Burma Postcards

The Sharman Minus collection of early postcards of Burma, or Myanmar

These images may not be used without prior permission of the owner.

On this page are some of my vintage postcards of Burma, mostly from 1900-1939. The publishers often took black and white photos already published, and added colour by the chromo-lithography method before printing. I will be adding more as I collect them so come back often! Included is the name of the publisher and/or the photographer, plus any serial number, after the title. Click on each image for a larger view. Some of the publishers’ and photographers’ names are:

American Baptist Mission Press (ABM press) and other missionary groups

D.A. Ahuja, a commercial photographer in Rangoon:

He started as Kundundass & Co. in 1885 and in 1900 changed the name to his own, D. A. Ahuja. He bought rights to other photographers’ photos, such as Beato and Klier, and had them chromo lithographed and printed in Germany. The quality was the best you could get at the time, and his images outshone other companies from France, Japan, Germany and England. In 1916 he bought out Watts & Skeen. His photography studio was still running as well; at the bottom of People and their Pursuits see a photo (and the reverse) of my great-grandmother and her family taken in 1906 at his studio at 47 Sule Pagoda Rd., Rangoon. The little girl on the right is my grandmother at the age of five, Lily Howard.

Raphael Tuck and Sons, printers with a Royal Warrant:

Their postcards, printed in England, were often paintings done on commission. The artists aren’t always named, but the words “Oilette” and their initials can be seen at the lower left of the card. Edith Pinhey is one artist who signed her full name. Another artist who did beautiful paintings of Burma was R. Talbot Kelly.  Tuck also did black and white cards for Whiteway and Laidlaw, the famous department store in Rangoon.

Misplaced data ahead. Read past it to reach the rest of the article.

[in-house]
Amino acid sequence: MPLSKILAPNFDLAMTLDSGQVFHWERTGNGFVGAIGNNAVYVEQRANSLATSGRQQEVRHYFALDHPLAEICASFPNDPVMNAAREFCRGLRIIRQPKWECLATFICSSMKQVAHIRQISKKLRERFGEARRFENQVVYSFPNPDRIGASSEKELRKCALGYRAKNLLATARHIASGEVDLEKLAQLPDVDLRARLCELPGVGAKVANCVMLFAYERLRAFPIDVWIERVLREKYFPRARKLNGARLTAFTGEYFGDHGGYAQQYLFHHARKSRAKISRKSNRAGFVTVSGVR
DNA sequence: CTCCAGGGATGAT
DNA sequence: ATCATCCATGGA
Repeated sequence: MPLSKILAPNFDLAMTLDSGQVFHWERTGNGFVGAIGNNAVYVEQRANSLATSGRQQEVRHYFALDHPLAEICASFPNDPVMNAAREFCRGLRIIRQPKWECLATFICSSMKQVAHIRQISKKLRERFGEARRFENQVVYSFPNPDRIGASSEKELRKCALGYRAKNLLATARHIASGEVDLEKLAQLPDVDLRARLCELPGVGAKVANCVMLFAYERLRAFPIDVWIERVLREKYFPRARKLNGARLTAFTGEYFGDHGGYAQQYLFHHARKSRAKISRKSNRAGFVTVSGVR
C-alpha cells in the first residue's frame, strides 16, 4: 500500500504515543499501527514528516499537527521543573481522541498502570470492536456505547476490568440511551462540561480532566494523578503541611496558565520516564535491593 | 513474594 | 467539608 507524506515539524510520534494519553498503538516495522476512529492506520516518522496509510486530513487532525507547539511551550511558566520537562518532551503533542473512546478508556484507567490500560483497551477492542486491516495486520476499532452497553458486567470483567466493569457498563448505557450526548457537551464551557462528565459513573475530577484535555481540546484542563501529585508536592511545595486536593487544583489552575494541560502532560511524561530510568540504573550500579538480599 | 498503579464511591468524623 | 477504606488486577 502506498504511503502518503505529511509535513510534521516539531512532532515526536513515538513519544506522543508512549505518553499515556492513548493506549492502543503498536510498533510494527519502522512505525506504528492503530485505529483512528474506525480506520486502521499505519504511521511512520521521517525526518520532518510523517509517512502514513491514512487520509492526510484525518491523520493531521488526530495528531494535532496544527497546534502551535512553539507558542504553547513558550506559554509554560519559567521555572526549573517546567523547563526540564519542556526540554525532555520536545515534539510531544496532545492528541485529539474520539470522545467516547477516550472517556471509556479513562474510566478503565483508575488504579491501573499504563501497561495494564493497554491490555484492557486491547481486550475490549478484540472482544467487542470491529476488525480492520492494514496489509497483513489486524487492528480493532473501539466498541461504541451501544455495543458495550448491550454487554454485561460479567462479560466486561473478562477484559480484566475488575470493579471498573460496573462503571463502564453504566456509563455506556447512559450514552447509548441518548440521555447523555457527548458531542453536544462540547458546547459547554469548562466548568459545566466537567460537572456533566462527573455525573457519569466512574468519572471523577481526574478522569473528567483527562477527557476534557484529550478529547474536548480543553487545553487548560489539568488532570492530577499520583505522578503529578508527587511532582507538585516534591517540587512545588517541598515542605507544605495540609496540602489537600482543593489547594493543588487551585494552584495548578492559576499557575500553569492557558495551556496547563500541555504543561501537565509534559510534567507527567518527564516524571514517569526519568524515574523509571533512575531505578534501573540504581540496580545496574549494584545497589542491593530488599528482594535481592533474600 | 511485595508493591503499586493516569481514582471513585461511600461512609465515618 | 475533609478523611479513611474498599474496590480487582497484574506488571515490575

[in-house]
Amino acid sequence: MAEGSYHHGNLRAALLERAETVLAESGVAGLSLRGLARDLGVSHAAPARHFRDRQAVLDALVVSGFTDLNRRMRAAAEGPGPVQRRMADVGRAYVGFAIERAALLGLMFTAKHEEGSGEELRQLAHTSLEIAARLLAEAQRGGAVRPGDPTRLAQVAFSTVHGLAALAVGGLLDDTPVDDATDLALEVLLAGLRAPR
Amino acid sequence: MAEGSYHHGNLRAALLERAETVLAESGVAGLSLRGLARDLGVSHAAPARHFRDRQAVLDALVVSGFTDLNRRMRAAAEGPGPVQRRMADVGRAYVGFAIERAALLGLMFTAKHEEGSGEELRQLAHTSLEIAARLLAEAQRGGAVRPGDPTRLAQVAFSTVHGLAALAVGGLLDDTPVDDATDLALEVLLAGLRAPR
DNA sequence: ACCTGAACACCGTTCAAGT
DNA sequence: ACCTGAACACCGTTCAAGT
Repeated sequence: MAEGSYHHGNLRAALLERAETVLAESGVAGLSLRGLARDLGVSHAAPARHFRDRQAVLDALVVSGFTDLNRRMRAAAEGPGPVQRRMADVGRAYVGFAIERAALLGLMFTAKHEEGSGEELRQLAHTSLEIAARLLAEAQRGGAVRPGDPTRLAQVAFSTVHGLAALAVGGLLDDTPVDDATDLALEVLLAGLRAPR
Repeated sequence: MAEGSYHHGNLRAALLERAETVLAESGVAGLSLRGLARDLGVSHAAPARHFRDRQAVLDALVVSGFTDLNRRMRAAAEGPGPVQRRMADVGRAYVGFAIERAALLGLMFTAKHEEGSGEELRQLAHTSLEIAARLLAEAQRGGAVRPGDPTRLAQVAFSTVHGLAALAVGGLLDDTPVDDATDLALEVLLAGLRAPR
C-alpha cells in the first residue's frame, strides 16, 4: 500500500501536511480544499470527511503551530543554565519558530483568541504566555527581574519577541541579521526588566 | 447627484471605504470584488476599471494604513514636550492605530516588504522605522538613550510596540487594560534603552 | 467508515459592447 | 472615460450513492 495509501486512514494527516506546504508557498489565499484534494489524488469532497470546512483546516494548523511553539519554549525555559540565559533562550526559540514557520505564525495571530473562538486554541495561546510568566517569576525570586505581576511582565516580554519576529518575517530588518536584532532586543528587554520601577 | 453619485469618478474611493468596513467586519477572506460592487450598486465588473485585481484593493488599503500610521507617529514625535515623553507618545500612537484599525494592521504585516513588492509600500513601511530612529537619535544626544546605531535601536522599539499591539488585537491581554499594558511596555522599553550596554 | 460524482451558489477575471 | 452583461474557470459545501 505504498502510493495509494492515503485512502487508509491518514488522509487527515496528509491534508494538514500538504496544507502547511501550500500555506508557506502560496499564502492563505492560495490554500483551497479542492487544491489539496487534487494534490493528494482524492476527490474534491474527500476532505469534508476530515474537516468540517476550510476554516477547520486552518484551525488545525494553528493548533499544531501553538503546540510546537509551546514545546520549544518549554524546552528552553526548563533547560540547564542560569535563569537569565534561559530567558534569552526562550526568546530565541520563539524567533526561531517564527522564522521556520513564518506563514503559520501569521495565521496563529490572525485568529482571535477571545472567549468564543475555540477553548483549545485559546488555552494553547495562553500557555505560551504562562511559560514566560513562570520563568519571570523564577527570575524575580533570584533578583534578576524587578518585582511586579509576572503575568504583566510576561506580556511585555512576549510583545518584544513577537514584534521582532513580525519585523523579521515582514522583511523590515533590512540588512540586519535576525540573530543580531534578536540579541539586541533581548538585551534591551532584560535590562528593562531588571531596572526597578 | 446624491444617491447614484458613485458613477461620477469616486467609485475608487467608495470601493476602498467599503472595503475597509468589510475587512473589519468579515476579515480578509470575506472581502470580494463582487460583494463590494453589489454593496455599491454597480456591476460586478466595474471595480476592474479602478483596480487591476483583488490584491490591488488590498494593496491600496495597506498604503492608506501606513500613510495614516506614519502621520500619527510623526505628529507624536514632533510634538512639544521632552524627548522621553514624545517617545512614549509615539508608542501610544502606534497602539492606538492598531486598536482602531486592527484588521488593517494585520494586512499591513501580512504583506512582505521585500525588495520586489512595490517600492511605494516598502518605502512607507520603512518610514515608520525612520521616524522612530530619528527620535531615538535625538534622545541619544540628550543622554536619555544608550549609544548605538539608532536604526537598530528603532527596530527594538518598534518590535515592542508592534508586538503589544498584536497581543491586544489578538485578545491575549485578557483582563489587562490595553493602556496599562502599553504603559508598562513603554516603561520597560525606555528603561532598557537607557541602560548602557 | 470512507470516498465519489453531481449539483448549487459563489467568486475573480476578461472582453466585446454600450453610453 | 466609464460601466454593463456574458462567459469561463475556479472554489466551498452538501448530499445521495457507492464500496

Philip Klier and Felice Beato, two very early photographers of Burma:

Many of these early sepia photographs were later issued by Ahuja in tinted form.

Sir Joseph Causton & Sons, Ltd, London:

All the coloured cards I’ve seen so far are paintings by F. M. Muriel.

Watts & Skeen: 

In and out of the business, they eventually sold out to Ahuja.

Whiteaway, Laidlaw & Co., an important department store in Rangoon


Auction sniping: eBay sniper


Buildings and Scenes in Rangoon 

Many of these buildings still exist in a dilapidated state. The Yangon Heritage Trust is working hard to change the perception that they must be torn down in favour of shoddily built skyscrapers.

Shwe Dagon Pagoda, Rangoon

These four postcards were from the original paintings at the Strand Hotel, by U Ba Kyi, a famous Burmese artist. If you have flown into Mingaladon airport, you will have seen his huge wall murals.


The buildings in Mandalay Palace impressed many travellers throughout the 19th century until the mid 20th century. Sadly, all were destroyed during WWII, except part of the watchtower, some of the walls and the four mile long moat that surrounded the Royal city.

Other Places in Burma

People and their Pursuits

12 Responses to Burma Postcards

  1. Pingback: Postcards from colonial Burma – Fifty Viss

Leave a Reply